When an individual feels the need to get their eyes checked from an eye doctor, one is probably planning to consult an ophthalmologist, an optometrist, or an optician. Based on their experience and training, there are various levels of eye care professionals.
Apart from the several doctors associated with eye care, eye care practitioners can also be nurses, medical assistants, and technicians. Let’s discover more about these different levels of eye care specialists and understand each of their roles and responsibilities in detail.
One of the most well-qualified doctors associated with eye care, an optometrist is the one who provides primary vision care. An optometrist’s offerings range from eyesight testing and correction to diagnosing, treating, and managing any kind of changes in the vision.
A person looking to learn optometry needs to attend an optometry school instead of a medical school. The optometry course is of 4 years and includes postgraduate studies to qualify as an optometry doctorate.
What does an optometrist do?
An optometrist would:
- Conduct eye exams and vision tests
- Prescribe and dispense corrective lenses
- Perform specialized surgical procedures
- Provide visual rehabilitation
- Detect and diagnose eye irregularities
Unlike an optometrist, an ophthalmologist needs to attend a medical school. Ophthalmologists are special doctors associated with eye care, who will have at least 8 years of training at a medical school. Ophthalmologists are licensed to practice both medicine and surgery.
What does an ophthalmologist do?
The medical services of an ophthalmologist and an optometrist are somewhat similar such as:
- Prescribing and fitting eyeglasses and contact lenses
- Treating vision complications
- Diagnosing and treating all kinds of eye conditions
- Performing eye surgeries
- Conducting scientific research to the extent of causes and treatments for eye conditions and eyesight problems
Additionally, ophthalmologists also detect certain health problems, which may not be directly related to the eye but are important in a routine eye checkup. As they are unique doctors associated with eye care, they may also choose a sub-specialty ranging from being a cornea specialist or retina specialist to being glaucoma and pediatric specialist.
- Cornea specialist – diagnoses and treats corneal eye complications such as Fuchs’ dystrophy and keratoconus. Such specialists also perform surgeries like refractive surgery and corneal transplant.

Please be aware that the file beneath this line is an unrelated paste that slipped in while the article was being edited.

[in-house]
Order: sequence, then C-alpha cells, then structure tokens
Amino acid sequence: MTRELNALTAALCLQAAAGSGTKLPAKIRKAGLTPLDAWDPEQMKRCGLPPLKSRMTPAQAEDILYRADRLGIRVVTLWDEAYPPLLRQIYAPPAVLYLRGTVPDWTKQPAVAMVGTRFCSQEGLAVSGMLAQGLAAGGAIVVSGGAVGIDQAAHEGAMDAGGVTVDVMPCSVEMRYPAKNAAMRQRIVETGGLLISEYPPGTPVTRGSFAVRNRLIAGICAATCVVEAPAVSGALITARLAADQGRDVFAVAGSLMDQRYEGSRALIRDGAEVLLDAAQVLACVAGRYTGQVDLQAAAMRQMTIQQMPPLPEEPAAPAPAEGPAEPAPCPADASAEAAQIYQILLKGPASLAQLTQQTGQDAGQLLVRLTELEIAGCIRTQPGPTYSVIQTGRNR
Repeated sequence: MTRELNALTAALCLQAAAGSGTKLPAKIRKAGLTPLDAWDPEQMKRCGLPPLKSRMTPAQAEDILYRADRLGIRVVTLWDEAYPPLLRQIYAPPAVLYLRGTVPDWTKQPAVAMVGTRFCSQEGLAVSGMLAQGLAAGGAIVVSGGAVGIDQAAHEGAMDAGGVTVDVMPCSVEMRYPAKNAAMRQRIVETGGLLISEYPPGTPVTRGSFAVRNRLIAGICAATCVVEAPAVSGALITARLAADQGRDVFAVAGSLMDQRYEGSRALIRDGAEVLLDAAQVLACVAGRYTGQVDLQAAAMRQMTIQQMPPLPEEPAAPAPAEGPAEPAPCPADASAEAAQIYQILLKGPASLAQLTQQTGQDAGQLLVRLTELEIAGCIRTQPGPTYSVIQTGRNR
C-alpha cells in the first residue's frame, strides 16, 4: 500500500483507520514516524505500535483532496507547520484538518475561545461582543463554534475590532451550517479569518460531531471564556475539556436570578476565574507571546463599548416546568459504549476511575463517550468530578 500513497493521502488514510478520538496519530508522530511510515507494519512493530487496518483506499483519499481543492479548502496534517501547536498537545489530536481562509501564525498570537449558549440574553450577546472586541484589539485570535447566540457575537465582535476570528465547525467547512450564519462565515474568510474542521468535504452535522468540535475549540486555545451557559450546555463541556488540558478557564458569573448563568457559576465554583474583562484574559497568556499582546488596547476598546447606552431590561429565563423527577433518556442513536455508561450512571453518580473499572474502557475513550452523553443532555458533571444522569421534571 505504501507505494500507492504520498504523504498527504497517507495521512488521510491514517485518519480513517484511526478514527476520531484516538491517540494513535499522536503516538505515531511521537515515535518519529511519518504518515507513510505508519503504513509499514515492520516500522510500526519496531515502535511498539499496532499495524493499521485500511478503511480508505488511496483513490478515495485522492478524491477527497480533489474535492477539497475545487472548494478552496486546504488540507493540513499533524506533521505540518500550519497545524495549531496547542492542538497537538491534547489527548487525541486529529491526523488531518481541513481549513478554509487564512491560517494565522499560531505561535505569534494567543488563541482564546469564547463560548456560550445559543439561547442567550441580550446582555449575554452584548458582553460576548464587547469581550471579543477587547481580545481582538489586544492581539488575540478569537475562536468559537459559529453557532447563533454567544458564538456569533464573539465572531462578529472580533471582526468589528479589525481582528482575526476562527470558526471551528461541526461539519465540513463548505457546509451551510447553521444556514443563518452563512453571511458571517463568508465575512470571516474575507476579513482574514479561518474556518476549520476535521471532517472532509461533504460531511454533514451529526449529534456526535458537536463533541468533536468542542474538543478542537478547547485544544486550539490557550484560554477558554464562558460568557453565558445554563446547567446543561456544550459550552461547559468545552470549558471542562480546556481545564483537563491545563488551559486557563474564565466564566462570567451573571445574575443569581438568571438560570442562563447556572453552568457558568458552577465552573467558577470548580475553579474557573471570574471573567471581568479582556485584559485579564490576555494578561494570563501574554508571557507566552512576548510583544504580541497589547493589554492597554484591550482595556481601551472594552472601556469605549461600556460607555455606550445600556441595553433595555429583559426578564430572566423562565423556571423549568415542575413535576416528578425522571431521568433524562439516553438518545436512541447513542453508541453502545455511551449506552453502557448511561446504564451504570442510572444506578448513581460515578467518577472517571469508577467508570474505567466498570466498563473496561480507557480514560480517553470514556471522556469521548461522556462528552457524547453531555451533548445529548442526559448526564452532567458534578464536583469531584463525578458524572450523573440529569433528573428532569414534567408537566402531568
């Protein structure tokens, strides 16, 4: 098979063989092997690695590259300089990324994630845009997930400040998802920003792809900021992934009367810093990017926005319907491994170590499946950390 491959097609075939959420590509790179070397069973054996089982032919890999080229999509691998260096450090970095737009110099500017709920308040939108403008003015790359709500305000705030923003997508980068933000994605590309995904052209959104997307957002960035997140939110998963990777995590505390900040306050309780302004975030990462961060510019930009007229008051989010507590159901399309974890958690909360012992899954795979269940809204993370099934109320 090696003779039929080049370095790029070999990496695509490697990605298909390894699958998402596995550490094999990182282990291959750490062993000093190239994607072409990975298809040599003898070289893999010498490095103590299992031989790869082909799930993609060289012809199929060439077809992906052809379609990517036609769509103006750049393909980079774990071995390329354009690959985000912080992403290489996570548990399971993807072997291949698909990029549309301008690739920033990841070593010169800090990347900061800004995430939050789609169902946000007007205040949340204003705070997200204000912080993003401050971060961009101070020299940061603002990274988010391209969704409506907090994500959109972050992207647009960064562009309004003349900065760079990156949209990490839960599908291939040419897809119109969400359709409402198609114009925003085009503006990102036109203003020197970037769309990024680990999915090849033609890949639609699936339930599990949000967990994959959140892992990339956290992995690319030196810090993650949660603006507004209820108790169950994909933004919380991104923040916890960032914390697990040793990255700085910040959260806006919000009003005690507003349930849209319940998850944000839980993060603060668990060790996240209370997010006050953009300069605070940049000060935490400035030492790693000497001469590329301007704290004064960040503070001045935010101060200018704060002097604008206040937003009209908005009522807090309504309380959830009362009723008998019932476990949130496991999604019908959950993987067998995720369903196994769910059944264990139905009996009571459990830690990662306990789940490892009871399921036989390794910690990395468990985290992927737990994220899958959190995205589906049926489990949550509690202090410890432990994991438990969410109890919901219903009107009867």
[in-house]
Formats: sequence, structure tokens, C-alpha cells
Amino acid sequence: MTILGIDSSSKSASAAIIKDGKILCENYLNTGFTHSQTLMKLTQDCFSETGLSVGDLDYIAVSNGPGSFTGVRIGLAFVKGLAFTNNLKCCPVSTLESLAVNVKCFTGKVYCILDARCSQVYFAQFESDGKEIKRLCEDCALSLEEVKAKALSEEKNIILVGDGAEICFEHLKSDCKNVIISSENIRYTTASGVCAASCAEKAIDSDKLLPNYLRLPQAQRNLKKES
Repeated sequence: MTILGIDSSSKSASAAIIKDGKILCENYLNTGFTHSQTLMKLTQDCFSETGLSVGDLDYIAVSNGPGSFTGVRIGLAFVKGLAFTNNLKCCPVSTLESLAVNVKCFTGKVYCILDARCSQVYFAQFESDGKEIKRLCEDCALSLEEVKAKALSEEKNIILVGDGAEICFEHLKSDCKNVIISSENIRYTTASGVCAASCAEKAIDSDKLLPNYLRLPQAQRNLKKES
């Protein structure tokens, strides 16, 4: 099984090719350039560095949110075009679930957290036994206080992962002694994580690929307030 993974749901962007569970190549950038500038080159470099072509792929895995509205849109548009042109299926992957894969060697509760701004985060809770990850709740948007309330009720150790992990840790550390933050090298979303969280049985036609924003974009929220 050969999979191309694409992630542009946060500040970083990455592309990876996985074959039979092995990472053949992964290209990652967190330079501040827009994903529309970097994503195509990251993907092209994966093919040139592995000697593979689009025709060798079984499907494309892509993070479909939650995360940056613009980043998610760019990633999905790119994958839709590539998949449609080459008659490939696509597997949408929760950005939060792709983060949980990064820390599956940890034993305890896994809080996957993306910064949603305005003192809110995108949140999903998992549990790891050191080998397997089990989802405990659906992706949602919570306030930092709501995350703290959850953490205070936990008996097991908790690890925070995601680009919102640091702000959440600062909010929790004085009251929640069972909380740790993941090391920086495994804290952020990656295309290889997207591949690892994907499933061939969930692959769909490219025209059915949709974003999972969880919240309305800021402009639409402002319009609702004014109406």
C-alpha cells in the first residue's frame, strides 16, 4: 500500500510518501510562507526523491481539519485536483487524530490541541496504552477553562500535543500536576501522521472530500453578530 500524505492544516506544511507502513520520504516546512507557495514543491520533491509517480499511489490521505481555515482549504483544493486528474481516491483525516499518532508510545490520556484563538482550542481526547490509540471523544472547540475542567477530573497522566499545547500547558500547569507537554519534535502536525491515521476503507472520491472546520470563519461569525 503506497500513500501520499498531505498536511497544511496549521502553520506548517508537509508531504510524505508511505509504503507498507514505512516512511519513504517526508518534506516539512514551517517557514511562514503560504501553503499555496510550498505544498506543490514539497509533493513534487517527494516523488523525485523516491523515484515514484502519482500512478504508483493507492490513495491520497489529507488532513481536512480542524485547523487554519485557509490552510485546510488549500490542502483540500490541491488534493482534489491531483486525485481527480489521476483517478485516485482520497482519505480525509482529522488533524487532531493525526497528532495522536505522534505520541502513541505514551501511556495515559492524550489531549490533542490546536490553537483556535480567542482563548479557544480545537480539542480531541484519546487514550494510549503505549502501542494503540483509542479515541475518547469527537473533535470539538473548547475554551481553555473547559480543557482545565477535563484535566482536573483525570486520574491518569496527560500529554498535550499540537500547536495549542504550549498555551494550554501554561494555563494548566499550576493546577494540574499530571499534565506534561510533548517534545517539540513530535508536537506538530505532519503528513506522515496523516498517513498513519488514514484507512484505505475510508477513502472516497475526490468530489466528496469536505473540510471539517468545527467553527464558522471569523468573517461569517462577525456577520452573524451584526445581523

- Retina specialist – diagnoses and treats retinal eye conditions. It may involve surgical procedures to repair or detached retinas. Such professionals also treat conditions of the vitreous, a gel-like substance in the eyeball.
- Glaucoma specialist – treats the eye condition glaucoma, which causes fluid build-up within the eyes.
- Neurology specialists – Ophthalmologists that specialize in neurology are called neuro-ophthalmologists. They deal with vision problems related to eye communications with the brain, nerves, etc.
- Pediatric specialist – treats newborns and children with childhood eye complications and other eye problems like misalignment of eyes, vision differences, etc.
Who are the other eye care professionals?
Doctors associated with eye care sometimes require complementary help from other eye care professionals including medical assistants, nurses, and technicians. Let’s see their roles and responsibilities.
- Nurses – Ophthalmic registered nurses are the ones who have taken extra training in eye care. These nurses are capable of injecting medications and assisting with office or hospital surgeries.
- Medical assistants – They perform myriad tests and checkups to help an eye practitioner during an eye checkup procedure.
- Technicians – Ophthalmic technicians or technologists are well-trained assistants who assist doctors with more complex tests and surgeries.
Last, but not the least, an optician is a trained technician who designs and fits visual aids. They assist doctors associated with eye care in:
- Eyeglasses lenses and frames
- Contact lenses
- Other devices to correct eyesight
Opticians are responsible for using prescriptions by an optometrist or ophthalmologist to verify, declare eye fitness, and cater to eye patients with relevant visual aids. Sometimes they might not have the necessary training and expertise to diagnose or treat eyesight problems or other eye conditions.
As we see, optometrists and ophthalmologists are the two most important doctors associated with eye care. They are backed by nurses, medical assistants, opticians, and technicians in enhancing eye care treatment experience for people with eye complications. Additionally, ophthalmologists diagnose and treat all eye conditions, while a few of them continue their training to specialize in particular eye complications.